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Marx Mediation Memo #8

Confidentiality: Special Considerations In Sexual Harassment Cases

by Peter J. Marx, Esq., Mediator, Arbitrator


January, 2018

Intense recent (and long overdue) public scrutiny of sexual harassment and related forms of abuse has generated substantial discussion, including proposals for a variety of corrective measures. Not the least of such corrective measures involves the question of confidentiality of sexual harassment claims in general, and of resolution of such claims in particular. Mediated settlement agreements routinely include confidentiality clauses, but with respect to sexual harassment, attention is now being focused on the idea that such clauses may well be contrary to broader policy concerns. This brief article will examine confidentiality from a couple of perspectives, both of which I believe must be considered by counsel in the process of resolving sexual harassment claims: (1) certain provisions of recently adopted federal tax legislation, which are problematic to say the least, and which may well raise more questions than they answer, and (2) a date-rape case I mediated about 25 years ago, the resolution of which turned directly on the same confidentiality issues which are receiving attention today.

(Note: this article is not concerned with the specific mediation confidentiality mandated by California law, which in any event can be waived. See California Evidence Code Sections 1115 et seq. Rather, the focus here is on broad, more or less all-encompassing confidentiality clauses often found in settlement agreements.)
First, with respect to the federal tax legislation adopted in December, 2017, much of the discussion of that legislation has focused on tax cuts, whether the one percent are dumping even more of their tax burden on everyone else, etc. But far less attention has been directed to provisions amending Internal Revenue Code Section 162(q), which provisions disallow deductions for settlement, payment or related attorneys fees pertaining to sexual harassment, if the settlement, payment or fees are subject to a non-disclosure agreement. Unfortunately, these provisions present a series of difficulties which must be considered and overcome in drafting any settlement agreement, and constitute a clear illustration of the notion that the road to hell is sometimes paved with good intentions.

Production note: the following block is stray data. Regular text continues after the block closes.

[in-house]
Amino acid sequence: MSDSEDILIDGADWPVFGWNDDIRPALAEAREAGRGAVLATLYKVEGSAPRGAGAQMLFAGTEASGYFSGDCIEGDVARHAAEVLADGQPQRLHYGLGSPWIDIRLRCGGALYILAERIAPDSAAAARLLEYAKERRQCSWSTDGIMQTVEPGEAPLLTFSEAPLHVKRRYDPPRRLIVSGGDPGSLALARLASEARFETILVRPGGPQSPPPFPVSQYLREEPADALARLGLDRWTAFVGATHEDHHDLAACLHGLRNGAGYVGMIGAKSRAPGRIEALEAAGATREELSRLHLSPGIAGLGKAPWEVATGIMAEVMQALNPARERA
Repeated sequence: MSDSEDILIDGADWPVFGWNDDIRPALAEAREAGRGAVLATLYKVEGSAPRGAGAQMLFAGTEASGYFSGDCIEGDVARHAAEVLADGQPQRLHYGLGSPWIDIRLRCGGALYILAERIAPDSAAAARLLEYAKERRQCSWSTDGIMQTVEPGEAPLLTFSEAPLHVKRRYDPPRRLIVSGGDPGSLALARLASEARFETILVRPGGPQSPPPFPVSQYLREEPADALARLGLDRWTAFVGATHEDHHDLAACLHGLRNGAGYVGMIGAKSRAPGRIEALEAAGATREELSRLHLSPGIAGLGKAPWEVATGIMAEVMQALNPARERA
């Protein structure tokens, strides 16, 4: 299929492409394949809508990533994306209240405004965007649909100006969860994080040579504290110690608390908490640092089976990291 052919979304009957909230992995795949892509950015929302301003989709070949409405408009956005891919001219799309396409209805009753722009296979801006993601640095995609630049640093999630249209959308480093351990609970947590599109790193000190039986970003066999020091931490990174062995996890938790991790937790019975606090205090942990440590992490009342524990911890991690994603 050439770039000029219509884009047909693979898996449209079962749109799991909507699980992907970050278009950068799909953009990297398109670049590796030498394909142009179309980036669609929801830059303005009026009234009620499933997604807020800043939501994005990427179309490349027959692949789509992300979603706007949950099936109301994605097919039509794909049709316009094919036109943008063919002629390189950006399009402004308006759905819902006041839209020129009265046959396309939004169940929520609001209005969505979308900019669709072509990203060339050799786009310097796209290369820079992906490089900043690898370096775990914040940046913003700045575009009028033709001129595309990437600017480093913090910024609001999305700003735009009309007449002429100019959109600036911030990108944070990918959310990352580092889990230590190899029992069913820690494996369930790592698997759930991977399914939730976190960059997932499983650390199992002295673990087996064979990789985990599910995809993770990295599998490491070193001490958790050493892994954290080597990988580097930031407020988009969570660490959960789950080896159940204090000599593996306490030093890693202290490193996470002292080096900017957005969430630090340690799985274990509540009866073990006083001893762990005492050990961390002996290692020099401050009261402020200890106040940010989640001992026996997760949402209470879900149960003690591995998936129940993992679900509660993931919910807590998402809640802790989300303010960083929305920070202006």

While extensive review of these provisions is beyond the scope of this article, a few concerns should be mentioned, if only to acquaint counsel with some of the difficulties which they will need to address in achieving settlement.
  • Section 162(q) prohibits deduction of attorneys fees paid with respect to a sexual harassment claim and subject to a non-disclosure agreement – but does not distinguish between fees incurred by the claimant and those incurred by the defendant. It is difficult to believe it was intended that the existing deduction be denied to the party who has suffered the sexual harassment, which obviously would contravene present efforts to eradicate the tendency to penalize victims of abuse.
  • Settlement agreements commonly include confidentiality clauses which prohibit discussion or disclosure of any aspect of the case. If such an agreement pertains to a case in which several causes of action are asserted, some alleging sexual harassment and others alleging different types of claims, are deductions for payment and fees to be denied completely, or may those deductions be apportioned to the payment and fees allocated to non-sexual harassment claims?
  • Similarly, most settlement agreements contain blanket releases of all claims, i.e., sexual harassment claims and all sorts of other claims. If, however, the underlying complaint does not in fact include allegations of sexual harassment, will deduction of payment and fees nonetheless be denied if the agreement contains a confidentiality clause?
These are not idle concerns. They may actually impede the current efforts to obtain true justice for sexual harassment victims. For example, an employer otherwise willing to pay a specific amount to settle may instead offer only a lesser amount, if deductions for the payment and related fees are not available.